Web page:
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UC Davis Magazine

Volume 26 · Number 2 · Winter 2009

Aggies Remember

Symphony with Four Minors

The disharmony of combining kids and classical concerts.

In spite of the near-impossibility of dragging four small children from the dinner table, dressing them in the cleanest, least holey clothes findable and stuffing them into the tiny back seat of an early 1970s Corolla (some of you may remember those days when children rode loose in backseats and parents were not, as a result, arrested for child-endangerment), we always arrived in time for first-row seats. Luckily, the drive, as Davis drives tend to be, was only five minutes long, and sometimes people avoid the front row of a concert hall anyway. Not us. I wanted those kids as close to the UC Davis Symphony Orchestra as possible. I figured that if they could see the musicians’ hands they’d not only learn something about playing an instrument but also fear that the musicians could see them. And surely you wouldn’t want to be observed whispering to your siblings, picking your nose or kicking the seat. Of course, the front row also meant there was no seat in front of you to kick.

I held my breath during most of the performance. How long could a 4, 5, 7 and 8-year-old manage to sit for Bach’s Mass in B Minor? When Julian, the youngest, got restless, I’d encourage sleep — and she was usually happy to oblige — on the grounds that a sleeping child is not a disruptive child.

Both my then-husband and I were UC Davis graduate students. We arrived in Davis in 1979 and spent the next eight years taking classes, doing research, teaching introductory courses in the political science and English departments, respectively, chasing children and figuring out how to pay the rent with two teaching assistantships. It wasn’t just rent, of course. Children eat, and there were also the Suzuki piano lessons for four, much to the eye-rolling amusement of our next-door neighbor, Jana, who had to listen to four daily run-throughs of four variations on “Twinkle, Twinkle, Little Star.” And what better to inspire practice than regular concert-going? The symphony performances were pretty much free in those days, so this good entertainment was well within even our stringent budget.

There was another great incentive to attend these events. My fellow English 101 instructor, Cynthia Bates, was the concert master of the orchestra. “There’s Cynthia,” I’d whisper when she walked onto the stage, elegant and assured in a long, black dress, to audience applause. We were the most enthusiastic clappers. When the concerts were over, she’d greet each of them. I was delighted to be able to provide my aspiring musicians (though the aspiration was no doubt more mine than theirs) with such a wonderful role model.

In 1987 I took a teaching position at the University of Maryland, and we became East-Coasters, more or less. The kids were teenagers by then and less amenable to herding, they weren’t taking piano lessons anymore, the logistics of concert-going were much more complicated, and the concerts themselves much more expensive. I didn’t know any concert masters either. And the kids’ music of choice was definitely not classical. Well, I reasoned, they’re teenagers. I figured they’d return to their classical music childhoods once they got tired of rock and ’60s nostalgia.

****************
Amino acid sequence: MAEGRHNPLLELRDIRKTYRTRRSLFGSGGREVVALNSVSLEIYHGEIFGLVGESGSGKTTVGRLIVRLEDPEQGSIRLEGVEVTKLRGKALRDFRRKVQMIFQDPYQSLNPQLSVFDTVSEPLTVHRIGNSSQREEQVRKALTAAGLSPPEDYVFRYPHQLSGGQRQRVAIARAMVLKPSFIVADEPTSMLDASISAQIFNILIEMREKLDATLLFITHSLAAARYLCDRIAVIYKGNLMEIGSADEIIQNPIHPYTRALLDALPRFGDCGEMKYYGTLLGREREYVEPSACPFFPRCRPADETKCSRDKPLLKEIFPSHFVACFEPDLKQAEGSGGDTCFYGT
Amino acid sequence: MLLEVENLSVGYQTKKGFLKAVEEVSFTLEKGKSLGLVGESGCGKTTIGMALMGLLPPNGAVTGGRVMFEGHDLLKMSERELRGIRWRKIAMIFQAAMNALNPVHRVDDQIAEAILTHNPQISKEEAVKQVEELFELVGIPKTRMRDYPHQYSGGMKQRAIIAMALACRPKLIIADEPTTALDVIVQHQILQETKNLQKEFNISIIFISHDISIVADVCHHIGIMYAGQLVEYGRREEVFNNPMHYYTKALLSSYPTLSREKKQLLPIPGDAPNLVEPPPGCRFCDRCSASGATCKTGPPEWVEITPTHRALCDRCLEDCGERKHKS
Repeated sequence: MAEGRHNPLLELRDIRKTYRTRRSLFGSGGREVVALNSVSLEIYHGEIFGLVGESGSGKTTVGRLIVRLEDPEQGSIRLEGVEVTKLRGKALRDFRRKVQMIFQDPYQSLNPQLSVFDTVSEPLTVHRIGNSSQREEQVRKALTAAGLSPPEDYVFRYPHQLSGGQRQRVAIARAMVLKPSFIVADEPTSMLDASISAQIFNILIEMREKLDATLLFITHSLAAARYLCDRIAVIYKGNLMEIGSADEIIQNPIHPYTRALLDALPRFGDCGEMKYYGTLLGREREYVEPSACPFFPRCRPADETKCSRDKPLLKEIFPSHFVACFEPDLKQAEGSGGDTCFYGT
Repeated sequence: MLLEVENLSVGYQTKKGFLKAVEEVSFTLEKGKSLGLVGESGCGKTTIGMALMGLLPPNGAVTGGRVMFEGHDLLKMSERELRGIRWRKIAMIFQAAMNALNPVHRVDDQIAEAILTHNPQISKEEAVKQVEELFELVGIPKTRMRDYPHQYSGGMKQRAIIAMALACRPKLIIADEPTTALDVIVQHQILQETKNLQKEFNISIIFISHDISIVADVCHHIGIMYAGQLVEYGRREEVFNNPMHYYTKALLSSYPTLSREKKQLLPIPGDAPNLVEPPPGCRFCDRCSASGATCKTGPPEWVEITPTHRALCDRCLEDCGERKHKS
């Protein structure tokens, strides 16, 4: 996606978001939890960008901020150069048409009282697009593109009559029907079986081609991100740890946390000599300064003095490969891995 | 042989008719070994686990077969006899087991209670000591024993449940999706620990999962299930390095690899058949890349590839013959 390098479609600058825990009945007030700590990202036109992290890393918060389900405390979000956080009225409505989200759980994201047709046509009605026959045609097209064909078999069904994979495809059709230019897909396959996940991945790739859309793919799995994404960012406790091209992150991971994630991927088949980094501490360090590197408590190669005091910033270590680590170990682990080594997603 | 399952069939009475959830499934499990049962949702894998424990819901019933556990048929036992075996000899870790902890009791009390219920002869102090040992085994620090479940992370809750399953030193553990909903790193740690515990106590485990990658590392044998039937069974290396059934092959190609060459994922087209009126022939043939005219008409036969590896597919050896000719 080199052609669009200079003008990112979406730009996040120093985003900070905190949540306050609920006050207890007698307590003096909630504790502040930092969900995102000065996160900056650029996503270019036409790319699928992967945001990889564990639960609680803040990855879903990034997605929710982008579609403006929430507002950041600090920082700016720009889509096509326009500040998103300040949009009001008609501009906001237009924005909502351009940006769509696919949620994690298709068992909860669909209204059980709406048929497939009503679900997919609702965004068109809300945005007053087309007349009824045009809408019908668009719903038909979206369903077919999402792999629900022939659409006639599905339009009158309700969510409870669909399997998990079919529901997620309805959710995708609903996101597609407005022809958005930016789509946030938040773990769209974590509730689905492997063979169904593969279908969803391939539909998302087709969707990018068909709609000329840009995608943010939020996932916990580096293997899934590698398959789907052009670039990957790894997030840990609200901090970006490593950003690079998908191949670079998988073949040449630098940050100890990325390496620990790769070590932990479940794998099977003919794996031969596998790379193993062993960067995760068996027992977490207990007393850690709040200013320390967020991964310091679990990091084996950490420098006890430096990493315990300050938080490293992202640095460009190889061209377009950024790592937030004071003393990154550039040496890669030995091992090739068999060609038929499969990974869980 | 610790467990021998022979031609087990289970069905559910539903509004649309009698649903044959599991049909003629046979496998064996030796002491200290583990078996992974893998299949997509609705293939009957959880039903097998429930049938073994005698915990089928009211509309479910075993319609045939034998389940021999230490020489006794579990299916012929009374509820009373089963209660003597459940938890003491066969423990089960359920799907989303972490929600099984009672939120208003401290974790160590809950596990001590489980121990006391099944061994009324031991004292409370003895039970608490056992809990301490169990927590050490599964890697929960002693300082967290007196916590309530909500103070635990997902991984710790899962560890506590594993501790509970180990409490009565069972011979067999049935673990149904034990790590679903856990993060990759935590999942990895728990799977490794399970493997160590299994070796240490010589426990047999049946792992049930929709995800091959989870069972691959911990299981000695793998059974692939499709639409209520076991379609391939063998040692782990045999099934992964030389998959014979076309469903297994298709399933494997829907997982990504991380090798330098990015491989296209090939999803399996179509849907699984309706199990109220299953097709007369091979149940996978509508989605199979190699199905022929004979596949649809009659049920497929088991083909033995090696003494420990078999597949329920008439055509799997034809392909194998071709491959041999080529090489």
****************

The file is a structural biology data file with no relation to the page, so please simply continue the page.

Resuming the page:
Nearly 20 years later, two years ago, when I moved back to Davis, those front-row squirmers were already back in their native California and dealing with little squirmers of their own. Eight-year-old Seda is taking Suzuki violin lessons. UC Davis Symphony Orchestra concerts are now held in the beautiful Mondavi Center rather than in familiar old Freeborn Hall, and they cost $16 (still a great bargain, but I doubt that teaching assistant salaries have risen accordingly). Cynthia Bates still plays the violin and is still the concert master. D. Kern Holoman still conducts (though this is his last season). And I can still get to concerts in five minutes.

And yes, my now-grown children all love music. Rock, folk, bluegrass, punk and jazz. Those classical-music-infused childhoods? Those wonderful concerts? Jakob doesn’t often listen to classical music, but he says he likes it. He’d be willing to attribute this tolerance to concert-going, but then, he says, maybe it was the tapes we played at home or the in-the-womb imprinting of Baroque LPs. Benedicta’s lasting memory is not of the music but of the “mad conductor,” as the children dubbed David Nutter, then as now director of the Early Music Ensemble. (His promised appearance inevitably got their shoes on faster.) Allegra admits sheepishly that she seemed so attentive at the concerts in anticipation of hot chocolate at Café Roma afterwards. And Julian’s comment is, “I always fell asleep. To this day, every time I hear classical music, I fall asleep.”

I guess those UC Davis concerts were all about me, after all. Last fall, when I took to regular concert-going again, I got so inspired that I bought a used cello and started taking lessons. Seda and I played a duet a few months ago. The unwitting audience covered their ears, but she and I had a good time screeching out Suzuki’s first variation on “Twinkle, Twinkle, Little Star.” Can Bach be far behind?

Photo: Susan Leonardi

Susan Leonardi, M.A. ’82, Ph.D. ’86, returned to Davis after 20 years as an English professor at the University of Maryland. The author of Dangerous By Degrees, The Diva’s Mouth, And Then They Were Nuns and Nun Country, Leonardi is a freelance writer, editor of the Covell (Un)Common Rag and wine columnist for the Davis Enterprise. She lives with her partner, Rebecca Pope, and revels in the new generation of minors — Seda, Nico, Erowyn, Sasha and Sylvie.